After the big blowout of the presidential election last year, 2017 campaign season may seem like a bit of a letdown. It’s an off-year election, with no presidential or congressional races.
But there are hundreds of local offices on this fall’s ballot, and as the saying often attributed to Thomas Jefferson goes, the best government is the one closest to the people. Most of these offices are really close to the people.
Washington has a handful of legislative races prompted by deaths or resignations that resulted in open seats filled by temporary appointments. That’s the case in Northeast Washington’s 7th Legislative District, where state Sen. Brian Dansel resigned earlier this year to take a job with the Trump administration.
Rep. Shelly Short was selected by county commissioners in the district to fill Dansel’s seat, and Jacquelin Maycumber, Short’s former legislative aide, was chosen for the House seat that became empty. Both must run for election this year to keep their appointed seats. If they win, they face re-election in 2018.
The 7th has been a safe Republican district for years, which often means Democrats don’t file for office or survive the primary. Under Washington’s primary laws, the top two finishers in the August primary advance to the general election, regardless of party.
Most races this year, however, are nonpartisan.
That includes a handful of judicial races. In Spokane County, Tony Hazel, who was appointed to the Superior Court bench after Judge Sam Cozza died, faces election.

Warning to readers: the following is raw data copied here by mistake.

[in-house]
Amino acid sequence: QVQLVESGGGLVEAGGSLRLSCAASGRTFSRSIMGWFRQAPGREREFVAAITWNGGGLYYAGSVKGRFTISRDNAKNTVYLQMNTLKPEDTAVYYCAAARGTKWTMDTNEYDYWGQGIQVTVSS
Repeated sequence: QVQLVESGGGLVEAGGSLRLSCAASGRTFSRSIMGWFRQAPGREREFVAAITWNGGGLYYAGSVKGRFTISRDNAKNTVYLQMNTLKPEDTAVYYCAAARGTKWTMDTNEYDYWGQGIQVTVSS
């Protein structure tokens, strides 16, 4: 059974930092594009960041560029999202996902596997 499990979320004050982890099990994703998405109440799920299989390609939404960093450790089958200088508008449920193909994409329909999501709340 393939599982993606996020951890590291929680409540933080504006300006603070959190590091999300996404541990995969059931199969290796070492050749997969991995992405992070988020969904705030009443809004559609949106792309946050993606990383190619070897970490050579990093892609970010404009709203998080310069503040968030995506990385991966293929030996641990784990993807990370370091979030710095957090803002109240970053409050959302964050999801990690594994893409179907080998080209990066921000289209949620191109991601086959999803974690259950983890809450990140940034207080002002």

Many cities and towns – Cheney, Deer Park, Fairfield, Latah, Medical Lake, Millwood, Rockford and Waverly – will elect a mayor. All of them have council positions on the ballot.
Most cities in Spokane County have citywide council elections, but Spokane is divided into three geographic districts, with each electing one council member this year.
School districts will elect directors. Fire districts, water districts, cemetery districts and sewer districts will select commissioners.
Many of these elected positions are unpaid, and there’s no fee to file as a candidate. But for jobs that do come with a salary, even a relatively small one, the filing fee is 1 percent of the annual pay.
Candidates must be a registered voter in the city or district of the office they are seeking. Those running for a local office file their paperwork at their county Elections Office. For Spokane County residents, that’s at 1033 W. Gardner Ave. in Spokane.
Legislative candidates file with the secretary of state in Olympia. Candidates for most offices can also file online, starting at 9 a.m. Monday.
Filing week ends Friday afternoon when the Elections Office – where paperwork must be filed – closes. That varies in different counties. In Spokane, that’s 4 p.m.
Editor’s note: An earlier version of the caption with the photo for this story incorrectly stated the day that filing closes, due to an editor’s error. It ends on May 19.
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